The Word: Analog in a digital world

Published 7:41 am Saturday, March 4, 2023

In a storage closet in my house, there are boxes of clothes and boots and books and canvas webbing. A few years ago, I became a World War II reenactor. The gear includes a Bible with a metal cover, to protect against bullets, hymnals for field worship services, and a navigator’s stopwatch in a shock-proof case.

I started reenacting because I wanted a new hobby, something combining my love of history with meeting new people and going to new places. Along the way, it’s given me a deeper understanding of the realities of life for military personnel in World War II. Though only an approximation –no one is trying to kill anyone else at a reenactment, and we all go home to warm houses and full bellies after the event is over – the lived physical experience of digging a foxhole, wearing scratchy wool uniforms, or sitting in a cramped aircraft seat lead me to a greater appreciation. The analog experience grants a clearer picture.

Today we live in an increasingly digital world. We send e-mails and check social media; we stream movies and TV shows online. Our grocery orders and doctor’s visits can be done on our computer or our smartphones. My wife and I text with our child’s teacher more than talk face-to-face. And during the pandemic our church, like many churches, went digital through Zoom worship and prayer times and Facebook announcements and online giving. We live in a digital world, and that isn’t changing anytime soon, so it is good to get better at navigating the virtual landscape.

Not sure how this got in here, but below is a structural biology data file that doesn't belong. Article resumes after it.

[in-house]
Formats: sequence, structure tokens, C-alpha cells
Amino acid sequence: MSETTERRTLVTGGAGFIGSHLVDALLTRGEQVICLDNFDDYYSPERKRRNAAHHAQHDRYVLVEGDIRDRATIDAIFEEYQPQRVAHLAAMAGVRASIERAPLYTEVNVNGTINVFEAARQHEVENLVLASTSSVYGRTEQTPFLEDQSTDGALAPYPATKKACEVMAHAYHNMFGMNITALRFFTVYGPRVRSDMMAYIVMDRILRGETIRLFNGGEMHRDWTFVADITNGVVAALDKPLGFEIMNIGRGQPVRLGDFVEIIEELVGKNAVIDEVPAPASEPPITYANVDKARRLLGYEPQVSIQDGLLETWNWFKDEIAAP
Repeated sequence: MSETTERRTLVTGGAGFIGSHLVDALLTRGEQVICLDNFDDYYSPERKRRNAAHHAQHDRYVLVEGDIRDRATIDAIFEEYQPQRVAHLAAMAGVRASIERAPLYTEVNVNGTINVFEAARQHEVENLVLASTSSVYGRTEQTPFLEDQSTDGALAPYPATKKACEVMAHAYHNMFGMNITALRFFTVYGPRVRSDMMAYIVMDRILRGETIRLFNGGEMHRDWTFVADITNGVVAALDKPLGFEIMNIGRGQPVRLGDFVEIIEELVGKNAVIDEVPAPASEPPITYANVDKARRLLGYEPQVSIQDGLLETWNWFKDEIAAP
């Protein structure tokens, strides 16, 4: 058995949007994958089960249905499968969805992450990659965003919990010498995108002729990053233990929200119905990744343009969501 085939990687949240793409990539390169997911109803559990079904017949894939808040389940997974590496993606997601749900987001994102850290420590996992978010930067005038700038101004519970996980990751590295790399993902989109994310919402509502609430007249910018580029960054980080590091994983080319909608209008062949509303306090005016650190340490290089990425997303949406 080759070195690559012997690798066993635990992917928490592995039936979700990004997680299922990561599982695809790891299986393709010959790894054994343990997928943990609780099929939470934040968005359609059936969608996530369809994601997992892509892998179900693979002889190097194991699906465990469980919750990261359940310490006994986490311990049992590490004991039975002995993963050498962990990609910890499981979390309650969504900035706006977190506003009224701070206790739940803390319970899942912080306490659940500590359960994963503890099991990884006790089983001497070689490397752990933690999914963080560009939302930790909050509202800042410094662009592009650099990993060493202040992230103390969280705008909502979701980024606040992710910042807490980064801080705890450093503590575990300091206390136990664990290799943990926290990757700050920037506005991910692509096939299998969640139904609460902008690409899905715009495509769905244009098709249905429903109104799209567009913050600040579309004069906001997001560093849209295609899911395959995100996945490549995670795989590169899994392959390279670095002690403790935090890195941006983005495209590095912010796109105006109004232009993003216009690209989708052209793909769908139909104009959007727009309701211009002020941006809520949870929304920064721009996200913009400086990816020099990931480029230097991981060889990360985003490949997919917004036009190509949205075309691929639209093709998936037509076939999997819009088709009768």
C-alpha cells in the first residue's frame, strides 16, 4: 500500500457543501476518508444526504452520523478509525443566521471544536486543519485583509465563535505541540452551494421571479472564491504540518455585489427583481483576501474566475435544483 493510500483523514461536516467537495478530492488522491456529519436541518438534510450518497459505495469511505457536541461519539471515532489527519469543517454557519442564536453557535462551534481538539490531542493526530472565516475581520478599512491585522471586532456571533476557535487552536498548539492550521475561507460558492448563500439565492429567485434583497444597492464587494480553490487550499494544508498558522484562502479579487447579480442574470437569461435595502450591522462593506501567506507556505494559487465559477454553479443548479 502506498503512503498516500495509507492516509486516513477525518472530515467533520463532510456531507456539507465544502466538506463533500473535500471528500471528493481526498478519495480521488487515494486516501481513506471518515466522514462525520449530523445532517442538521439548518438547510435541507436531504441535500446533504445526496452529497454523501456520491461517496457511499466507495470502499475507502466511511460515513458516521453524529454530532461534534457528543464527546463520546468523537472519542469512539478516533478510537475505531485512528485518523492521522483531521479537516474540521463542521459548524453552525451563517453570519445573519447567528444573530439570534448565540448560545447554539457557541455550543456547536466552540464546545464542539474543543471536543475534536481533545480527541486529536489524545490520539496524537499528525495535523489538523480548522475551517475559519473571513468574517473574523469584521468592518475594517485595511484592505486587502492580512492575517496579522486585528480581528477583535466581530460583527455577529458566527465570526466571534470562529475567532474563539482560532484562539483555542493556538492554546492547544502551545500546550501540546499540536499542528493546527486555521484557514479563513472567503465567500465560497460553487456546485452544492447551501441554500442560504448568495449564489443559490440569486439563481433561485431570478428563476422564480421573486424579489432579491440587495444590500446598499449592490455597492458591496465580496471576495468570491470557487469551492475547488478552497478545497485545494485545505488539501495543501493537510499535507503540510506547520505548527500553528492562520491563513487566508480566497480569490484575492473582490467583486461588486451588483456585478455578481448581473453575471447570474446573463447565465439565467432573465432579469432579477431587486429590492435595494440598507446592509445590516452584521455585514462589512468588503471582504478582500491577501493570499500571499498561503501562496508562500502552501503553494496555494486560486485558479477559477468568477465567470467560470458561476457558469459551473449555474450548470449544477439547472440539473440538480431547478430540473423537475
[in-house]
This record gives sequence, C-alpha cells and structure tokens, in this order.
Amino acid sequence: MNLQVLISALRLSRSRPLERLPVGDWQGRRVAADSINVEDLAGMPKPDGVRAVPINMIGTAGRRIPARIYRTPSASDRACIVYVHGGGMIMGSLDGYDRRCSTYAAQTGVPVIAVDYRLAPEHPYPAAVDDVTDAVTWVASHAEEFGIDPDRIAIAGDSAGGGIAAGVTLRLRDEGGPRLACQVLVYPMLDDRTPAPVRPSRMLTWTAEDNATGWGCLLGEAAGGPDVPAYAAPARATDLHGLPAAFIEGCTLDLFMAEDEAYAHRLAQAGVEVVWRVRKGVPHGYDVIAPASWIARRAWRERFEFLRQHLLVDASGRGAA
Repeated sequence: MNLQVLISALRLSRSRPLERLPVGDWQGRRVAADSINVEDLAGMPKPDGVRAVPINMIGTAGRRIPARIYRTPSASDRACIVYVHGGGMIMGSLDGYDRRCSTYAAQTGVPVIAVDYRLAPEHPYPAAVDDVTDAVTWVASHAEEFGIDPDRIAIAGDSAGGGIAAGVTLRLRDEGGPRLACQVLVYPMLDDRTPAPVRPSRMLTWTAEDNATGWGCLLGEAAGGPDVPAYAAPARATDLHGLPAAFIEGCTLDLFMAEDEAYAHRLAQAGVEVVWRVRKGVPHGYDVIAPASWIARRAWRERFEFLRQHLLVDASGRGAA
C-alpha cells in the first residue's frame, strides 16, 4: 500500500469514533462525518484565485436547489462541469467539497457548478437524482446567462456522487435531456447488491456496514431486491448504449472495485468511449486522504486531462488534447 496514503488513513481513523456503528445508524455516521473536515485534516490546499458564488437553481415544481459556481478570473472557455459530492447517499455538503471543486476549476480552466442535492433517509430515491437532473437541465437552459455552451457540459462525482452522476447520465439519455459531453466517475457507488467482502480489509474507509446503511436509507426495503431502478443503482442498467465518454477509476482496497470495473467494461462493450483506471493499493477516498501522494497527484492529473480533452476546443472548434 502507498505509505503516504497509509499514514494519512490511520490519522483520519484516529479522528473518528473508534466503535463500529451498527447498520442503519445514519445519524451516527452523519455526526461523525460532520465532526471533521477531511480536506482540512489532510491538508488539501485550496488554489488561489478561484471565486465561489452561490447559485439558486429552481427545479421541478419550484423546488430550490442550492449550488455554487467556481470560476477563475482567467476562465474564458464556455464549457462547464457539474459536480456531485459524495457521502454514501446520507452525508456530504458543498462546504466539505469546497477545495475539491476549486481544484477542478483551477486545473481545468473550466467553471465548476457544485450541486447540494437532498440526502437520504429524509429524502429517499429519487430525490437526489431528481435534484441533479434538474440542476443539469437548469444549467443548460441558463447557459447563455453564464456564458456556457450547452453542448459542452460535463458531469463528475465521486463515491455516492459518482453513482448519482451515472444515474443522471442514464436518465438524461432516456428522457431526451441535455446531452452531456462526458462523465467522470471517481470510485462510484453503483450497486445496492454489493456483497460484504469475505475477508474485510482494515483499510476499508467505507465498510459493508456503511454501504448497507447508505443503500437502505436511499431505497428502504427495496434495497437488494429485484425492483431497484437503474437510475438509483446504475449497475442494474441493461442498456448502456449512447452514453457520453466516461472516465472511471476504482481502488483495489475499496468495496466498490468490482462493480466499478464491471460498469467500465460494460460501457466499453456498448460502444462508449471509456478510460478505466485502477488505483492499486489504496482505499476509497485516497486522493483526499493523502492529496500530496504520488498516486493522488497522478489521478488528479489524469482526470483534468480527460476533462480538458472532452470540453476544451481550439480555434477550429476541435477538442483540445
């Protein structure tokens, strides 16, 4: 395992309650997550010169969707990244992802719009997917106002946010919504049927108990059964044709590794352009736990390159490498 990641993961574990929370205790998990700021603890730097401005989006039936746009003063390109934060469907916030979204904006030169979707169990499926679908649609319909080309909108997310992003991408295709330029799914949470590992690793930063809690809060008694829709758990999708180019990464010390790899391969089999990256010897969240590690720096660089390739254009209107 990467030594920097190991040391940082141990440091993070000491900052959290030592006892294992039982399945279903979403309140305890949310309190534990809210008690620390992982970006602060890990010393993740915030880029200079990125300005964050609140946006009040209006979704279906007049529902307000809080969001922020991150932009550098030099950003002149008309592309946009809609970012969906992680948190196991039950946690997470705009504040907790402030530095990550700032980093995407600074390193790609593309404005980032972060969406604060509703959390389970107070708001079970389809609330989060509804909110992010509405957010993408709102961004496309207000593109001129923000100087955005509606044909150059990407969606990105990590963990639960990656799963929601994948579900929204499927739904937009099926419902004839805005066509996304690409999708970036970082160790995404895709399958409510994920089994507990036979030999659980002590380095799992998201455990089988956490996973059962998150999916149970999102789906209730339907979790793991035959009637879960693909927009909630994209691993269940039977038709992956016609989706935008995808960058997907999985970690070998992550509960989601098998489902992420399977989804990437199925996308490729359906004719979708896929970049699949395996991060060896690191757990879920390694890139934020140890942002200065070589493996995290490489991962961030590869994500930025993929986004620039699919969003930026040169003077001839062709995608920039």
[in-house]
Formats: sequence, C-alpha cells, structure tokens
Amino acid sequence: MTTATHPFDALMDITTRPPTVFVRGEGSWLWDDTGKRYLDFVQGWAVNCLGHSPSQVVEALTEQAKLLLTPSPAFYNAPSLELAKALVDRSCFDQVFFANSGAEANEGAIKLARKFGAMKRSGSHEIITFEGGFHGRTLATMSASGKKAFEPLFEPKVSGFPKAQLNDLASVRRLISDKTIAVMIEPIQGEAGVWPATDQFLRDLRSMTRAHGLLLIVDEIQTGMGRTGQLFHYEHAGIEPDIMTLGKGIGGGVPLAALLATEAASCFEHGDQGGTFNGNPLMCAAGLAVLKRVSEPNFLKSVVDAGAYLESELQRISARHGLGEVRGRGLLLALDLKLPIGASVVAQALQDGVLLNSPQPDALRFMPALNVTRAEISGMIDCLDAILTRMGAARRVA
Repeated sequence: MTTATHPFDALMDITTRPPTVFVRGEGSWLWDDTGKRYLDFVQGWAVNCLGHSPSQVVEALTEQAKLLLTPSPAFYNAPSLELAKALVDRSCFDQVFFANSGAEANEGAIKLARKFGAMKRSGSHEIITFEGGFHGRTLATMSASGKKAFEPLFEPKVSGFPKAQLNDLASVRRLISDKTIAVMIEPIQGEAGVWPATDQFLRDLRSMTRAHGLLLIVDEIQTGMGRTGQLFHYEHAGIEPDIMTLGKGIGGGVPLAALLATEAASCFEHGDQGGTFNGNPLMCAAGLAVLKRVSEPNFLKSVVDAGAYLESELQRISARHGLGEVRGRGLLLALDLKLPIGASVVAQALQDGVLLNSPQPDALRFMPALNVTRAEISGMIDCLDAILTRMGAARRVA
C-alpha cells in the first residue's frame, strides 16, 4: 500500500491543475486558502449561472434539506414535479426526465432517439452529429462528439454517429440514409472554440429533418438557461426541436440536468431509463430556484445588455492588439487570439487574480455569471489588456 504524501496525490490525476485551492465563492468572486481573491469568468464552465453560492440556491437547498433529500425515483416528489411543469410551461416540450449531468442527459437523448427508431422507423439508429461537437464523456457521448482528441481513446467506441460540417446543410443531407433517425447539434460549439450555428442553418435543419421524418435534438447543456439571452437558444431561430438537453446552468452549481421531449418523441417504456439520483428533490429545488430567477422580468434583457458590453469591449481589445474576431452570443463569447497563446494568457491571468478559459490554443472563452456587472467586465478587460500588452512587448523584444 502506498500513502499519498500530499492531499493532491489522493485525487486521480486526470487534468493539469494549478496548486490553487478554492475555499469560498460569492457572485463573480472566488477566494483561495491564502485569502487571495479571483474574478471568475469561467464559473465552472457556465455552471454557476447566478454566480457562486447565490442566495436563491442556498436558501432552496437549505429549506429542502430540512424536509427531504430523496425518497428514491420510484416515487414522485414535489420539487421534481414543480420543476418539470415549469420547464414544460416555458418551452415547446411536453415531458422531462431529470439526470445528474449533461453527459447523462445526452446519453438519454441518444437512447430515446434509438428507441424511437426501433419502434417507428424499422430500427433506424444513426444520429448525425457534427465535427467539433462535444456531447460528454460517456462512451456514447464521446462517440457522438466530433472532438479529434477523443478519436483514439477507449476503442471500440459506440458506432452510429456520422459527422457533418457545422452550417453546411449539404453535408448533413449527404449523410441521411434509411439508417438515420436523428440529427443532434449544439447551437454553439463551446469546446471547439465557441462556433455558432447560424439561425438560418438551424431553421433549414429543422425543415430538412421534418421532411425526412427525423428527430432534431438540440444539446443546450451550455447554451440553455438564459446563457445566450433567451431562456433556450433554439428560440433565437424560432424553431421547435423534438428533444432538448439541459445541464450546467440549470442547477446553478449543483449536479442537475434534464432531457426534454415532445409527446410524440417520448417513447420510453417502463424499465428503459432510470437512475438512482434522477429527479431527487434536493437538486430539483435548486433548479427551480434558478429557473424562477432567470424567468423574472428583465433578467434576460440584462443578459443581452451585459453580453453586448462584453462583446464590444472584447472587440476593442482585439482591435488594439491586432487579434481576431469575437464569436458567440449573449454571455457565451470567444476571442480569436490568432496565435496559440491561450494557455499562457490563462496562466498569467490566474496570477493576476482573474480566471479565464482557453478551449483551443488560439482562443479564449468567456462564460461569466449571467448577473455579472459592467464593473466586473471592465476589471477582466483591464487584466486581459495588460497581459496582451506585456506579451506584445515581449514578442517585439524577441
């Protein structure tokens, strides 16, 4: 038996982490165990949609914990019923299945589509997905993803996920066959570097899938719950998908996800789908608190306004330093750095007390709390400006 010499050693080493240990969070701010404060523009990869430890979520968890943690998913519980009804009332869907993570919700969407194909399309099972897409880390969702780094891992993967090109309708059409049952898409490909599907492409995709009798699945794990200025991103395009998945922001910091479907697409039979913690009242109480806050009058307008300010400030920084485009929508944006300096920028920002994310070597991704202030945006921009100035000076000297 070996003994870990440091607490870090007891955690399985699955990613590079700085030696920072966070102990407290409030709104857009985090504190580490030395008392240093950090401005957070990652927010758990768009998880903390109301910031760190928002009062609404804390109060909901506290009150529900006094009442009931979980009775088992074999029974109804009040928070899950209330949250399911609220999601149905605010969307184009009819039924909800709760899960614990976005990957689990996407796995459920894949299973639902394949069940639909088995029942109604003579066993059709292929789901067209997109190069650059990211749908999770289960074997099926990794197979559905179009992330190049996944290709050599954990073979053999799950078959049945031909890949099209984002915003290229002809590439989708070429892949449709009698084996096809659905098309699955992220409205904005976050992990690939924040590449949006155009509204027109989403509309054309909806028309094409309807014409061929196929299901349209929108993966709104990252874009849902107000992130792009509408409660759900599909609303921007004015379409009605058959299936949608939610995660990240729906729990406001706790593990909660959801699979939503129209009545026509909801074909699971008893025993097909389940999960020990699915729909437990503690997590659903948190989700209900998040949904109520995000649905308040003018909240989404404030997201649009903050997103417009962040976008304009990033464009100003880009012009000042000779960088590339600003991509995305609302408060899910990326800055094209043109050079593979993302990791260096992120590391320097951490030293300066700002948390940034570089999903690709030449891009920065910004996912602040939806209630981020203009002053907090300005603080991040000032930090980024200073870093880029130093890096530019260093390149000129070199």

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In the process, though, let’s not abandon our physicality. God created us as embodied creatures, with physical senses for interaction and community that exist in a physical place and time. We are wired to experience the world, God, and one another as physical creatures. This is why so many of the practices of faith (prayer, generosity, communion, worship) have physical expressions in the Scriptures (kneeling, giving coins, breaking bread, lifting hands, singing). The physical expressions guide our hearts and minds and souls toward God.

In the book of Hebrews, the writer encourages all who read it to not give up meeting together, because it is important to encourage one another and urge one another to live faithful loving lives. Much of our modern life is now lived online – but I hope that we will not give up meeting together, because when we get together, when we share not just the songs or the sermon, but also the joy of a handshake, the comfort of a smile, the sound of a word of encouragement around the table, we experience the presence of God in our midst. 

So let’s surf the web, but let’s not forget to get together with family, friends, and our congregations of faith. Where it is most important, let’s hold onto a bit of the analog in this digital world!

Rev. Dr. J. Adam Tyler is the Senior Pastor for Farmville Baptist Church and he can be reached by email at